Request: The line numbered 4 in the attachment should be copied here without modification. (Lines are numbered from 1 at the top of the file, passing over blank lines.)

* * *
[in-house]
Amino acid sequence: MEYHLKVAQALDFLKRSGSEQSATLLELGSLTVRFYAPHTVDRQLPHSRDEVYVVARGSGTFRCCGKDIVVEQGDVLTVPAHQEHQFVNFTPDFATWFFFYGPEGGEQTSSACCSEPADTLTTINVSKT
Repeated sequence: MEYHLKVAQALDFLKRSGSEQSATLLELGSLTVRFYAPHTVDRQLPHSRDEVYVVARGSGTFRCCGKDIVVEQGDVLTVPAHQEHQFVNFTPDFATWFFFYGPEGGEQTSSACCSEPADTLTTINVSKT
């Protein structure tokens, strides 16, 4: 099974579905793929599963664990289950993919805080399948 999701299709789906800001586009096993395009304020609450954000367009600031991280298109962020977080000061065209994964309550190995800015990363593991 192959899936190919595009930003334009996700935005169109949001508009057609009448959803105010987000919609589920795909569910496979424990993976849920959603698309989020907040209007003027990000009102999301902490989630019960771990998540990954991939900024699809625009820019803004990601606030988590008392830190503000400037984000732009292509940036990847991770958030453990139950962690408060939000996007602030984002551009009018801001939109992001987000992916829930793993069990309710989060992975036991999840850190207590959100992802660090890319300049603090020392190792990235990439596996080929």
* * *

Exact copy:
């Protein structure tokens, strides 16, 4: 099974579905793929599963664990289950993919805080399948 999701299709789906800001586009096993395009304020609450954000367009600031991280298109962020977080000061065209994964309550190995800015990363593991 192959899936190919595009930003334009996700935005169109949001508009057609009448959803105010987000919609589920795909569910496979424990993976849920959603698309989020907040209007003027990000009102999301902490989630019960771990998540990954991939900024699809625009820019803004990601606030988590008392830190503000400037984000732009292509940036990847991770958030453990139950962690408060939000996007602030984002551009009018801001939109992001987000992916829930793993069990309710989060992975036991999840850190207590959100992802660090890319300049603090020392190792990235990439596996080929």